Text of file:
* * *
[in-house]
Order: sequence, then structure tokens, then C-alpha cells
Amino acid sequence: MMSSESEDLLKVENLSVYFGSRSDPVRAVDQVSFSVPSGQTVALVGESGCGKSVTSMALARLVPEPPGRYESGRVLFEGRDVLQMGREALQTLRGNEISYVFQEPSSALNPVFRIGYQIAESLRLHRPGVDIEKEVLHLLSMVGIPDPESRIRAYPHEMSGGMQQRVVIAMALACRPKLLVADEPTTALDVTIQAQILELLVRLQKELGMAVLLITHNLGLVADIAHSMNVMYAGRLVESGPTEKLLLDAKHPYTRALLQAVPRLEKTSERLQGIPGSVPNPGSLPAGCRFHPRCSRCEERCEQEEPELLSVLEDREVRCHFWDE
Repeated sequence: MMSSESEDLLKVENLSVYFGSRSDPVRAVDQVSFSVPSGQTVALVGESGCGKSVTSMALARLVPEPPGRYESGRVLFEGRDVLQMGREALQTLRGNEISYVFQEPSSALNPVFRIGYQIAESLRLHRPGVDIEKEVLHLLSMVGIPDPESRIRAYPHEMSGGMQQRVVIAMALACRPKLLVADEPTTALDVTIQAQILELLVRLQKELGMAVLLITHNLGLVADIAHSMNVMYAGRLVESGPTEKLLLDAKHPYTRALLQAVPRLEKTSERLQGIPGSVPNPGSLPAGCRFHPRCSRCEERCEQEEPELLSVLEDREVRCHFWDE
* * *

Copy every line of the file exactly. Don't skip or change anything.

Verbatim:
[in-house]
Order: sequence, then structure tokens, then C-alpha cells
Amino acid sequence: MMSSESEDLLKVENLSVYFGSRSDPVRAVDQVSFSVPSGQTVALVGESGCGKSVTSMALARLVPEPPGRYESGRVLFEGRDVLQMGREALQTLRGNEISYVFQEPSSALNPVFRIGYQIAESLRLHRPGVDIEKEVLHLLSMVGIPDPESRIRAYPHEMSGGMQQRVVIAMALACRPKLLVADEPTTALDVTIQAQILELLVRLQKELGMAVLLITHNLGLVADIAHSMNVMYAGRLVESGPTEKLLLDAKHPYTRALLQAVPRLEKTSERLQGIPGSVPNPGSLPAGCRFHPRCSRCEERCEQEEPELLSVLEDREVRCHFWDE
Repeated sequence: MMSSESEDLLKVENLSVYFGSRSDPVRAVDQVSFSVPSGQTVALVGESGCGKSVTSMALARLVPEPPGRYESGRVLFEGRDVLQMGREALQTLRGNEISYVFQEPSSALNPVFRIGYQIAESLRLHRPGVDIEKEVLHLLSMVGIPDPESRIRAYPHEMSGGMQQRVVIAMALACRPKLLVADEPTTALDVTIQAQILELLVRLQKELGMAVLLITHNLGLVADIAHSMNVMYAGRLVESGPTEKLLLDAKHPYTRALLQAVPRLEKTSERLQGIPGSVPNPGSLPAGCRFHPRCSRCEERCEQEEPELLSVLEDREVRCHFWDE